Comparing Oracle and SAP requires an in-depth understanding of software functionality, deployment options and vendor and product viability. An informed decision also requires business process reengineering and requirements definition prior to selection. Armed with this insight, an organization can decide whether SAP, Oracle or another system altogether best fits their business needs.

How to Improve Your Sales Processes and Boost Your Revenue

How to Improve Your Sales Processes and Boost Your Revenue

Improving sales isn’t about bringing in better salespeople. Instead, you need to understand how you generate leads and convert those leads into sales. In other words, improving sales is about improving your business processes.

Think About Your Sales Funnel

The first step to improving your sales processes is documenting them. Your sales funnel is good place to start. Document how you attract leads and eventually convert them into customers.

How many steps are in your sales process and what are they? More importantly, what purpose do they serve? Answering these questions will make it much easier for you to improve your processes.

Consider using value stream mapping, a technique that focuses on removing waste and identifying opportunities for improvement.

Establish KPIs

Key performance indicators (KPIs) are metrics that can provide you with tangible goals for improving your sales processes. You need to establish KPIs for each step in your sales funnel and measure your conversion rates over time.

When setting up targets, make sure you’re being realistic, and allow some flexibility to make changes along the way.

Automate Some of Your Processes

The next step in your journey to optimize your sales processes is to get the right tools. More specifically, you’re going to need a CRM system – or an ERP system with CRM functionality.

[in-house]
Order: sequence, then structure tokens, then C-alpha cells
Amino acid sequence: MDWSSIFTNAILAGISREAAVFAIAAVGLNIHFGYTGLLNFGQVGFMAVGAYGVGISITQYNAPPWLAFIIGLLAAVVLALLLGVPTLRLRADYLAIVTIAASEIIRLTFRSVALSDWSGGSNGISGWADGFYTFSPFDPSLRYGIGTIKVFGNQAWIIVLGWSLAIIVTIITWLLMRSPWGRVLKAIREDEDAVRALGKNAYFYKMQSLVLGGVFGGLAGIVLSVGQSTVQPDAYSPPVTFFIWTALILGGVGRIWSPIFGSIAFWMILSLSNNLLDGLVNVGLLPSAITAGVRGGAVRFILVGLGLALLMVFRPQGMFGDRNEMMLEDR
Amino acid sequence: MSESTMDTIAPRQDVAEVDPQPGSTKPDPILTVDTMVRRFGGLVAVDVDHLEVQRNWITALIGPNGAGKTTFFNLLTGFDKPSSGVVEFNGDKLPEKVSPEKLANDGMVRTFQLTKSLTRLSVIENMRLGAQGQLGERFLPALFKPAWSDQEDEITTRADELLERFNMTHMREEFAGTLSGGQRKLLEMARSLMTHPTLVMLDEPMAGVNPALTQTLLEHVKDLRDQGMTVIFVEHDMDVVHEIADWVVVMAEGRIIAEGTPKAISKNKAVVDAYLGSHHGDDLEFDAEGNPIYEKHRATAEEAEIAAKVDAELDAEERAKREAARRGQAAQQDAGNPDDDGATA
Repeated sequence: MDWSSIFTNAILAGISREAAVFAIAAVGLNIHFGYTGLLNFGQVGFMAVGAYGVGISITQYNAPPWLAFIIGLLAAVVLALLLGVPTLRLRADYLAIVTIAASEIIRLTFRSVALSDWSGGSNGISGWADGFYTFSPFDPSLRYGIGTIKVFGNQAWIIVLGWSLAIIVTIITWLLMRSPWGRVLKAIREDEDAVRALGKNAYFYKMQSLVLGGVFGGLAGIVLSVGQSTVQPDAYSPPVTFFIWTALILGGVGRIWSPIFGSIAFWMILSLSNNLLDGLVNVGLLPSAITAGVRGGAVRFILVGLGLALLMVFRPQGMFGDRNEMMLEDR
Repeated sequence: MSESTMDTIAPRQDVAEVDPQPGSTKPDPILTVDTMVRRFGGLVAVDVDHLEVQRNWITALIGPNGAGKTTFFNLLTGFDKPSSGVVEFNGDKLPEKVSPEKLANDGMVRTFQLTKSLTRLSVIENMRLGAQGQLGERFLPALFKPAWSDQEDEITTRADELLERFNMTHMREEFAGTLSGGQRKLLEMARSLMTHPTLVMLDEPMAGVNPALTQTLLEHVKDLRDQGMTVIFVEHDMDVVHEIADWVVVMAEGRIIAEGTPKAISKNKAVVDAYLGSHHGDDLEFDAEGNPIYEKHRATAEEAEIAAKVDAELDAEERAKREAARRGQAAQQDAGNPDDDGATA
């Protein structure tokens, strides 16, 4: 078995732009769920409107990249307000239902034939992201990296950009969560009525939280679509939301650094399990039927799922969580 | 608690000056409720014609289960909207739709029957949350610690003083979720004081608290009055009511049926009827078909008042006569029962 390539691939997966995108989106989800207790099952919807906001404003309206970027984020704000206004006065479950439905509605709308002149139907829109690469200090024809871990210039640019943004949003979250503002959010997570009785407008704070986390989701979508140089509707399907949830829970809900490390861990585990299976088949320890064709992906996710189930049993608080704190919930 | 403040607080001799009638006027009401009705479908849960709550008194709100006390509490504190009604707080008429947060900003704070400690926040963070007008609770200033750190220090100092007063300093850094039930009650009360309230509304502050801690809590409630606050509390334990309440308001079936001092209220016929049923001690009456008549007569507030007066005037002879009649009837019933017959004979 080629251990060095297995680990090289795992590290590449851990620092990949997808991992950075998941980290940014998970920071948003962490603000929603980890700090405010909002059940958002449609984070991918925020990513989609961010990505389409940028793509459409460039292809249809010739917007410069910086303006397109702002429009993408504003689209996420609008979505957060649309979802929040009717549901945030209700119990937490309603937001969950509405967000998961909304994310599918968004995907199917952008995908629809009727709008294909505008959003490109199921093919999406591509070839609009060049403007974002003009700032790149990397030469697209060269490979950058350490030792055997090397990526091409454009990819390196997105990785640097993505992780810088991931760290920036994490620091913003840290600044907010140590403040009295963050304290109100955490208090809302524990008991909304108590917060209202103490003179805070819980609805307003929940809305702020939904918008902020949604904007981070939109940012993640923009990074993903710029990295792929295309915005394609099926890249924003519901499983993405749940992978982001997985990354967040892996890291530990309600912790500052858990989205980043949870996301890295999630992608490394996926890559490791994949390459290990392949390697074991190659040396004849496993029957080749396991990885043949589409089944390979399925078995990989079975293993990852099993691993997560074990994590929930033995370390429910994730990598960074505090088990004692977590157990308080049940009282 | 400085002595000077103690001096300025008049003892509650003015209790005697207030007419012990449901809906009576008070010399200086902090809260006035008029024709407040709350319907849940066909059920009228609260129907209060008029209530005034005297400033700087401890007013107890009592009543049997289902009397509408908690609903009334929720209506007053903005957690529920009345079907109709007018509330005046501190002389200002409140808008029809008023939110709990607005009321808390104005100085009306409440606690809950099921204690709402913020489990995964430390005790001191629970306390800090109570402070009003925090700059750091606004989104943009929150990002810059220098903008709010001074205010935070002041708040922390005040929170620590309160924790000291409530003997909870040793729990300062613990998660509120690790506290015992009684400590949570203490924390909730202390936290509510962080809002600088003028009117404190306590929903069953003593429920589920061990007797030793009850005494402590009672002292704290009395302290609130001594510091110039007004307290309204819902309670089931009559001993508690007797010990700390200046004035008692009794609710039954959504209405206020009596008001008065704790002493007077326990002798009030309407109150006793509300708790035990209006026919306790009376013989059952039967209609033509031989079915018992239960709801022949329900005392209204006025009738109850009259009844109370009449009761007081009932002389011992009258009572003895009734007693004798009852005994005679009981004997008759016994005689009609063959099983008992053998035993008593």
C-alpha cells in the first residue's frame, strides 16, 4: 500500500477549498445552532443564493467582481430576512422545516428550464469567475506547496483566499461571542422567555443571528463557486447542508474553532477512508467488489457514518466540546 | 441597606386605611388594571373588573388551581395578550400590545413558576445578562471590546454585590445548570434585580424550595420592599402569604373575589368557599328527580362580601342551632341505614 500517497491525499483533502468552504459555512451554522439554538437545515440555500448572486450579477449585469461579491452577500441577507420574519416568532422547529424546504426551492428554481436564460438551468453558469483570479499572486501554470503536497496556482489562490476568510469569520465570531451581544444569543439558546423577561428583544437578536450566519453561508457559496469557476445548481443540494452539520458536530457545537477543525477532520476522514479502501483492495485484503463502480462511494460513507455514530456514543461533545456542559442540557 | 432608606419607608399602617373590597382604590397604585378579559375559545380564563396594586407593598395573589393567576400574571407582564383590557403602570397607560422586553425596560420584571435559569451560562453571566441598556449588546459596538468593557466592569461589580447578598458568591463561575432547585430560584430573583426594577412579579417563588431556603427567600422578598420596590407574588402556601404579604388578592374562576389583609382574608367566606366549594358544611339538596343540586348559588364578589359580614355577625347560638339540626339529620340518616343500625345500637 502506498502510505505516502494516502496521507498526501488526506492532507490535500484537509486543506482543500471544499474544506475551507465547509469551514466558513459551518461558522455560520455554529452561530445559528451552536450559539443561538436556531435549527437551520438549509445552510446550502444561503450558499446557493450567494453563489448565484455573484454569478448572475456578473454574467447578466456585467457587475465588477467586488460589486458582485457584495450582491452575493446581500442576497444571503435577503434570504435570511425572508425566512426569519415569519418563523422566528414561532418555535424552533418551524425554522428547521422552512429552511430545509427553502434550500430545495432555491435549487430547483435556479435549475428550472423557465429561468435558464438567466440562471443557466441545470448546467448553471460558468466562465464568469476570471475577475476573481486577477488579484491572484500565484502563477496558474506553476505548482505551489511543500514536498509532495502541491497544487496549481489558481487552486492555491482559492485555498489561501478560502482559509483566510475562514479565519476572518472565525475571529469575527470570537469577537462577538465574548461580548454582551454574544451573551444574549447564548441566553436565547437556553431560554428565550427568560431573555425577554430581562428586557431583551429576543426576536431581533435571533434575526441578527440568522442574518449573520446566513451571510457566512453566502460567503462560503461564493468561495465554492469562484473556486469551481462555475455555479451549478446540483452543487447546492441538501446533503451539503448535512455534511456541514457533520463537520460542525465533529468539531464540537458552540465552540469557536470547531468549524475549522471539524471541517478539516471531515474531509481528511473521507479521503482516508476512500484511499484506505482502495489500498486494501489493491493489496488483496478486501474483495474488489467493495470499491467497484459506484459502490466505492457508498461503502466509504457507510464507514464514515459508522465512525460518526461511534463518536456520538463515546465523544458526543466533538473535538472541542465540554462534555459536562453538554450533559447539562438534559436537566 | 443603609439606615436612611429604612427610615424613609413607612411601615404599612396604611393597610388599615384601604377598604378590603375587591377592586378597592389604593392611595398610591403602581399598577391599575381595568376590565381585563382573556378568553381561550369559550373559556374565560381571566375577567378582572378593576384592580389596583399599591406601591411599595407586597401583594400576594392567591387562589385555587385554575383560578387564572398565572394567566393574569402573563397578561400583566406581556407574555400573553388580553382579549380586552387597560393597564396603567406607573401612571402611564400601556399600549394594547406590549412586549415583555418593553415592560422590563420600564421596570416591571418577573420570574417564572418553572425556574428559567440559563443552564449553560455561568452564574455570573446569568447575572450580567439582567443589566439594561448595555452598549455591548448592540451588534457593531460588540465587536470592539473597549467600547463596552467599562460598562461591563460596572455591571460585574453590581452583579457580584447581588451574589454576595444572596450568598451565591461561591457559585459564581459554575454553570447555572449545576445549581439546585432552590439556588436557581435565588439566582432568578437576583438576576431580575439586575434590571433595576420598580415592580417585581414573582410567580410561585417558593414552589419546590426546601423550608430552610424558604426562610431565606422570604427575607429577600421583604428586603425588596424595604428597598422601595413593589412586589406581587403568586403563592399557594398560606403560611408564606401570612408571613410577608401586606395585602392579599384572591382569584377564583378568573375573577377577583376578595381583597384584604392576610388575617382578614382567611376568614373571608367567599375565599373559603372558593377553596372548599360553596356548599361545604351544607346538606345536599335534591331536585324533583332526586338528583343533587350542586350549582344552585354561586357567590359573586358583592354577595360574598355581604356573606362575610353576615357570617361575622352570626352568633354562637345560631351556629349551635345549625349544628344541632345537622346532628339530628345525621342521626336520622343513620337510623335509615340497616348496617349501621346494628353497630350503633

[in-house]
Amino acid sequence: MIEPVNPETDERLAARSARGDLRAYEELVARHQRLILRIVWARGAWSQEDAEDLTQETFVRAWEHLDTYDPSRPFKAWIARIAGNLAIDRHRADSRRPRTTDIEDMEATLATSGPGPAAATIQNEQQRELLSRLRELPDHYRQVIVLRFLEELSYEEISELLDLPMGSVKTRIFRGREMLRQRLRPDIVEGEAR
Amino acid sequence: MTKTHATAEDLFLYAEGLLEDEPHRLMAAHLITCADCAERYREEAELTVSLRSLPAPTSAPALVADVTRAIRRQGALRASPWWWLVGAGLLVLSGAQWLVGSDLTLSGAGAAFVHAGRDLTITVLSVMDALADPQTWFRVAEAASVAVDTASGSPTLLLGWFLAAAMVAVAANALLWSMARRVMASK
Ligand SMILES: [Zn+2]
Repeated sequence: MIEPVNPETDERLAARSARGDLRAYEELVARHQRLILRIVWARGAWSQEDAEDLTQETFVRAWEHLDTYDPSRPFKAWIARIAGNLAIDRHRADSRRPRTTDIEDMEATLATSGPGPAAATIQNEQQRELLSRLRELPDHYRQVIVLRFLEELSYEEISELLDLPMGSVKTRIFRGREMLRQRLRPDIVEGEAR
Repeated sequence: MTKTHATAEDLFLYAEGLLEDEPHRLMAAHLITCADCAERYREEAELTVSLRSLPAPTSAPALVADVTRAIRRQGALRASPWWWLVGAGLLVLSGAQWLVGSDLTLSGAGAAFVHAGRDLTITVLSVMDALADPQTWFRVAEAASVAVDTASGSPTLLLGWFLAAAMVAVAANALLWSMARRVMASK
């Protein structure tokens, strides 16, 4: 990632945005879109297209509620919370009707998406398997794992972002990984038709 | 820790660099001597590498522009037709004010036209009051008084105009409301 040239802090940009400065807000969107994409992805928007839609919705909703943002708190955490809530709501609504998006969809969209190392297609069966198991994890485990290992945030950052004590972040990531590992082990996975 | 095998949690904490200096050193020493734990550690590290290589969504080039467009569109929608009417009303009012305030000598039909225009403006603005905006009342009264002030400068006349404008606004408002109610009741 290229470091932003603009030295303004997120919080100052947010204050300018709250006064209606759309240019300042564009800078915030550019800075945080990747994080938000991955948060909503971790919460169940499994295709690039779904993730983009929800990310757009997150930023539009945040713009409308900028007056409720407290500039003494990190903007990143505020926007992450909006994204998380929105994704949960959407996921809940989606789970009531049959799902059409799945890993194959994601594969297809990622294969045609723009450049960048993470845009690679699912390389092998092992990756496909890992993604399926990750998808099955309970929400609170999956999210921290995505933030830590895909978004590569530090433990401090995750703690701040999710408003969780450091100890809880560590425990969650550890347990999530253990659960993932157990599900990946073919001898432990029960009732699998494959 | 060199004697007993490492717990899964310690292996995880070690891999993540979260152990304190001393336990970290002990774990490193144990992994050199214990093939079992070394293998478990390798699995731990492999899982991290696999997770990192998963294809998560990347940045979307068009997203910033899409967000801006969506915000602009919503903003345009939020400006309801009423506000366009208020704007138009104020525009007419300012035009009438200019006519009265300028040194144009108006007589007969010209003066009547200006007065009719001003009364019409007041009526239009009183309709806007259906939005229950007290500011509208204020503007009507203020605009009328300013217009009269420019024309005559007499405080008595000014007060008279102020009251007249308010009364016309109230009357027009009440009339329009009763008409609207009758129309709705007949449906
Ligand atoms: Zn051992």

A CRM system can make your sales team more efficient. For example, it can track who is responding to your marketing material, and help you identify which leads are more likely to turn into customers. You also can learn about people’s demographics and interest profiles and use this information to help you sift through your leads and move those less likely to turn into sales towards the bottom of the list.

CRM systems put all your data in one place and make it easy for your team to share information. This ensures organizational alignment, which is critical to digital transformation.

Determine How You’re Going to Improve

There are generally two ways to improve your sales:

  • Increase the volume of each sale
  • Increase the number of customers

Typically, you should be able to make improvements in both areas. Consider offering some promotions that bundle different products together or use your CRM software to send follow up emails to previous customers.

To improve your conversion rate, you can do some A/B testing in your CRM system to find out what content is most effective.

Start Optimizing Today

Improving your sales processes to boost revenues is a long process, but it’s one that is well worth undertaking. It will help you improve margins in a sustainable way, so your business can continue growing and maintain its competitive advantage.

About the Author: Kevin Conner is the founder of several successful startups. His current focus is Broadband Search, a service dedicated to helping people find the best value internet service provider in their area. These businesses have given him the opportunity to work closely with many different sales teams, giving him an insider’s perspective on what works and what doesn’t.

Note: The inclusion of guest posts on the Panorama website does not imply endorsement of any specific product or service. Panorama is, and always will remain, completely independent and vendor-neutral. If you are interested in guest blogging opportunities, click to read more about our submission guidelines.